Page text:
How does it work? The palm-scanning device analyzes “the minute characteristics of your palm – both surface-area details like lines and ridges as well as subcutaneous features such as vein patterns” to identify customers and use palms to pay. But first, customers must register their palms at a kiosk in the Whole Foods store and link a credit/debit card to the payment. Easy. Since palm prints are unique, and your hands are attached to your body, only you can unlock the payments. And, in the times of contagious diseases such as Covid-19, the payment is truly contactless – you don’t touch a thing at checkout.

Amazon is also exploring selling the technology to other companies, so perhaps you will see this at a store (or office) near you next year. However, there are concerns about security and privacy as the data is stored on a cloud.

Raise your hand if you’re willing to use palm recognition systems.

Group Activities and Discussion Questions:

  1. Poll students: How do they pay for most of their shopping? Cash, check, credit/debit card?
  2. How would they feel about using palm prints as payment/recognition systems?
  3. Show the Amazon One website and video: https://one.amazon.com/
  4. Show news video: https://youtu.be/rf7por-57yI
  5. Discuss the importance of developing a clear, concise message for launching new products.
  6. Use a pyramid model to build the key messages: Top of pyramid – most important message that the customer wants to hear. Middle of pyramid – how the product achieves its value for the customer. Bottom of pyramid – proof points used to validate claims.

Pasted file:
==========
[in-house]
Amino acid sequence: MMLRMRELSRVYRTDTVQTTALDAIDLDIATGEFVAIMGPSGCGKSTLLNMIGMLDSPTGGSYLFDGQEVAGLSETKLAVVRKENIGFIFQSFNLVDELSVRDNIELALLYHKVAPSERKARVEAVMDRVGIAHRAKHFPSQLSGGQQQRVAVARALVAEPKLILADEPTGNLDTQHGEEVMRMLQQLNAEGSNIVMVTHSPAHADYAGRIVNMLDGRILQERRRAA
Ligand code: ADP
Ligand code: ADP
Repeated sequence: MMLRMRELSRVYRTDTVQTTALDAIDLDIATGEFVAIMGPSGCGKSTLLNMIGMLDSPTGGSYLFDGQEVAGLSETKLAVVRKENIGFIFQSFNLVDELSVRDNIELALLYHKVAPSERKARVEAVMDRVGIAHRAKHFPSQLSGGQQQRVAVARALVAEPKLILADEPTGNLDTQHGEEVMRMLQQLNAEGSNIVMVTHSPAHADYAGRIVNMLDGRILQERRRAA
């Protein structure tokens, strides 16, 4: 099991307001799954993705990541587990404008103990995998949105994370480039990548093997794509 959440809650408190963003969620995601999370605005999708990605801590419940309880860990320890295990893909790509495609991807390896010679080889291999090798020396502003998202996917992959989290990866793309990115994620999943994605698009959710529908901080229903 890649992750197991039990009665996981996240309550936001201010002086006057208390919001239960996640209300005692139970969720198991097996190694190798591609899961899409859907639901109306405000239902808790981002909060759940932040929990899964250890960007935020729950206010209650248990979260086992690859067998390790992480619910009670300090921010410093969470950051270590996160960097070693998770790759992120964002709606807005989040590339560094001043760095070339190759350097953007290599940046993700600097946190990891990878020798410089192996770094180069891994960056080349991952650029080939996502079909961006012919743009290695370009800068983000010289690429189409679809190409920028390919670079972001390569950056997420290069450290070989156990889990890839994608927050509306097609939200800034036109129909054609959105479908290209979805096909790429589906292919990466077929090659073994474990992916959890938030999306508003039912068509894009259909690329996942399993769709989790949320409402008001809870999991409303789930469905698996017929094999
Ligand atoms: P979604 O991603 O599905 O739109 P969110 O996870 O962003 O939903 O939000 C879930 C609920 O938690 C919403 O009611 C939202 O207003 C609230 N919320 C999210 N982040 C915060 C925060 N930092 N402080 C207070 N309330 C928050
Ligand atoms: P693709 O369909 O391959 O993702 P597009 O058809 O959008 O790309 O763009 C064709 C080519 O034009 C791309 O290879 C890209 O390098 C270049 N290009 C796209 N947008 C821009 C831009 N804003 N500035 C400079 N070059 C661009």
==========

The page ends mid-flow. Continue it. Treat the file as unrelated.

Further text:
7. Divide students into teams. Have each team develop a key message pyramid for Amazon One Palm Payment service.
  8. When debriefing the exercise, make sure to emphasize to students the difference between what a company wants to tell the market, and what a customer wants to hear about the product.

Source: Reuters; The Verge; other news sources

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More Branding Needs to be Changed

All marketers know that branding is hard to do, and expensive to change. Thus, many brands are reluctant to revise their logos, names, and images. After all, if it’s worked for decades; why go through the trouble and expense to change it now?

The short answer to that question is that society and the world changes (sometimes drastically) and therefore companies have a responsibility to respond to and recognize those events and make changes in order to stay relevant in the marketplace.

A recent topic is that of the use of the name “Jeep Cherokee.” The Chief of the Cherokee Nation has strongly stated that it is wrong of the company to use the Cherokee name to sell cars, and has asked Jeep to discontinue the name.  The Cherokee name belongs to a nation of peoples and they contend that using it for peddling products diminishes it. Jeep has sold the Cherokee vehicle since 1974 and retired it in the early 2000s, then reviving it in 2014. It is a popular model and sold more than 200,000 units last year.

This topic brings to mind the issue of the (former) Washington Redskins NFL team. The team has agreed to drop the name and logo after years of protest, as have MLB team Cleveland Indians. Similar protests last year were made against brands including Aunt Jemima and Uncle Ben’s. Land O’Lakes already dropped its image of a Native American woman from its packaging.

Brands matter.

Group Activities and Discussion Questions:

  1. This is a tough topic, but discuss racism in business with students. Ask them their views.
  2. Poll students: What products, services, and brands use racist stereotypes?
  3. Discuss the issue of the Jeep Cherokee and show video: https://youtu.be/D6ZrRbS-yxs
  4. Show Jeep Cherokee site: https://www.jeep.com/cherokee.html
  5. Divide students into teams. Have each team reimagine a new name and message for the company.
  6. How would they overhaul the image if they were in charge of marketing at the company?
  7. Show all the student solutions and debrief the exercise.

Source: Associated Press; CNN News; New York Times; Wall Street Journal; other news sources